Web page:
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New cancer care unit meets unique needs of teens, younger adults

Specialized space helps bridge care gap for adolescents and young adults who face life-changing cancer journeys

cancer teen lounge AYA

Teens and young adults with cancer often fall into a gap between the typical care model for children and for adults. Cancer specialists know that patients between ages 15 and 39 — generally defined as AYA (adolescent and young adult) patients — have unique care needs that can go unmet.

Some of those needs are physical. Others may be social, emotional, psychological and spiritual. Age-appropriate resources and support are critical when it comes to meeting these needs and taking on cancer. That’s why on June 29, 2017, Norton Children’s Hospital dedicated a new unit specially designed for AYA cancer patients.

The experience of 20-year-old Samantha Buchanan underscores how the new unit can make a difference for young adults with cancer. After being diagnosed at age 19 with osteosarcoma, a bone cancer found more often in younger than older individuals, Buchanan spent many nights at Norton Children’s Hospital. She said even just being in a room without clowns on the walls could help those her age feel that “this is where I’m supposed to be.”

As home to the country’s oldest children’s oncology program, Norton Children’s Hospital has more than 8,000 pediatric cancer visits each year. In April 2017, the hospital and Norton Cancer Institute jointly announced the creation of Norton Children’s Cancer Institute, which operates in affiliation with the University of Louisville to give young patients the best cancer care possible through combined resources and expertise.

Norton Children’s Cancer Institute offers Kentucky’s only Adolescent and Young Adult Program and transition clinic. Other unique services include a multidisciplinary pediatric brain tumor program and cell transplant program, plus immunotherapy, a cancer vaccine, sickle cell treatment and survivorship programs.

Norton Children’s Cancer Institute offers Kentucky’s only Adolescent and Young Adult Program and transition clinic. Other unique services include a multidisciplinary pediatric brain tumor program and cell transplant program, plus immunotherapy, a cancer vaccine, sickle cell treatment and survivorship programs.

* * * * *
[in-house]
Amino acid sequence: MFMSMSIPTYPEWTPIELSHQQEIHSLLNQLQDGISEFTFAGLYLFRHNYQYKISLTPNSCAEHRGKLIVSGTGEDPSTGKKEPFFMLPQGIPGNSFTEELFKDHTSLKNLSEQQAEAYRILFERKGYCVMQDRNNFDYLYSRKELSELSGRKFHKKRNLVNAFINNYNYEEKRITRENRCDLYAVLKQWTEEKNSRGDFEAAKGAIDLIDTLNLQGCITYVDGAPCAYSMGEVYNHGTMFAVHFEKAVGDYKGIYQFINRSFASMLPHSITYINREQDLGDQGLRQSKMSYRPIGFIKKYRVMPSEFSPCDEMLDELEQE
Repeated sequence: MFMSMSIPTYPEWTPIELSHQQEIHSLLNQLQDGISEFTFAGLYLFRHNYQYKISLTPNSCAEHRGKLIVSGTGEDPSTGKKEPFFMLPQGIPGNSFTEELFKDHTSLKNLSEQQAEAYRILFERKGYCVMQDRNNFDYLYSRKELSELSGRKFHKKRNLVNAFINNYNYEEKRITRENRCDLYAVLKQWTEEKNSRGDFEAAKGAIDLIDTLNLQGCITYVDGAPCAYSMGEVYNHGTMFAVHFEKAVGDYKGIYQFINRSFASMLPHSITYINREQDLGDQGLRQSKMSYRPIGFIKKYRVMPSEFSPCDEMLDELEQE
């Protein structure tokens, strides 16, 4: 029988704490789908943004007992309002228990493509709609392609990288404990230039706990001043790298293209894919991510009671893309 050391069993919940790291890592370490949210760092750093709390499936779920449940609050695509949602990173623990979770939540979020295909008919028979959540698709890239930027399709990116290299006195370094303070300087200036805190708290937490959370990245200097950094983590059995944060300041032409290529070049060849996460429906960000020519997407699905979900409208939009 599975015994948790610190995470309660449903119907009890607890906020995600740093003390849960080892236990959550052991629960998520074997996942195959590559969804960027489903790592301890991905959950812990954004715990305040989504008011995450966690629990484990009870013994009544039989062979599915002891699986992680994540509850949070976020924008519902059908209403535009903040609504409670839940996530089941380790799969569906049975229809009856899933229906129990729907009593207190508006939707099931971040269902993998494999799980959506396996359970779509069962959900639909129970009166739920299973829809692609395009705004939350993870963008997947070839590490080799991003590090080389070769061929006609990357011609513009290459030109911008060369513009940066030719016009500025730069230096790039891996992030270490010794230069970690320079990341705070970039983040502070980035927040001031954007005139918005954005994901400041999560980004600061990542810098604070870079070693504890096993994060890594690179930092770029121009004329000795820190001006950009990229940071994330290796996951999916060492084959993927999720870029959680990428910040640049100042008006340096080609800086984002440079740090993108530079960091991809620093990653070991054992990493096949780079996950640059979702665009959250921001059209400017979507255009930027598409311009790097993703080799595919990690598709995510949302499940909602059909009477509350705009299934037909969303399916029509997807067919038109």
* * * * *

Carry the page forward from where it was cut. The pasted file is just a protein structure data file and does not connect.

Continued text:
To connect with AYA cancer services,
call (502) 629-KIDS.

The new AYA unit, which is part of Norton Children’s Cancer Institute, is located within the Addison Jo Blair Cancer Care Center. It represents a $300,000 investment made possible through the support of several key donors. Gifts made through the children’s hospital foundation include $100,000 from Teen Cancer America (founded by Roger Daltrey and Pete Townshend of The Who) and $98,000 from Freudenberg Medical. In addition, Northwestern Mutual recently pledged $30,000 for a nutrition-based program for AYA and pediatric cancer patients.

A “teen room” will be named Owen’s Room in honor and memory of Owen McMasters, who died in February of 2016 at age 16 after a four-year battle with T-cell ALL (acute lymphoblastic leukemia). Funds for this room, which got the ball rolling for the larger project, were raised in part by students from Trinity, St. Xavier, Assumption and Sacred Heart high schools.

A local 4H sewing group presented 30 gowns at the unit’s dedication. Each hand-sewn gown was made with a fun theme that reflects a variety of age groups.

“We are deeply grateful for the ongoing generosity of our community,” said Lynnie Meyer, Ed.D., R.N., CFRE, chief development officer, Norton Healthcare. “We offer our profound thanks to all the individuals and families who have come together to make this special cancer care unit become a reality.”

The AYA cancer unit is a 2,000-square-foot space separated from the larger cancer care unit by double doors. It includes dedicated patient rooms, quiet space for private individual time and a lounge area for social interaction among patients and visitors.

Buchanan called the lounge a great idea since high school and college-age patients often have groups of visitors.

“I’d sometimes have six to seven friends at a time drop by to hang out, which is pretty hard to do in a small patient room,” she said.

Joseph M. Flynn, D.O., MPH, executive director and physician-in-chief, Norton Cancer Institute, credited an advisory committee of current and past patients for providing valuable input on how to design the space. Their efforts are reflected in the amenities, colors, furniture and decorations that grace all areas of the new unit.

“This unit reflects our commitment to care not just for the body, but the person within,” Dr. Flynn said. “Learning you have cancer is life-changing. We are here to meet the needs of adolescents and young adults who are facing a life-changing journey. We will be with them every step of the way.”

The Adolescent and Young Adult Program is jointly provided by Norton Children’s Cancer Institute and Norton Cancer Institute. This program brings together expertise in pediatric and adult cancer care into one program that is best suited to provide support that meets the needs of this age group.

 

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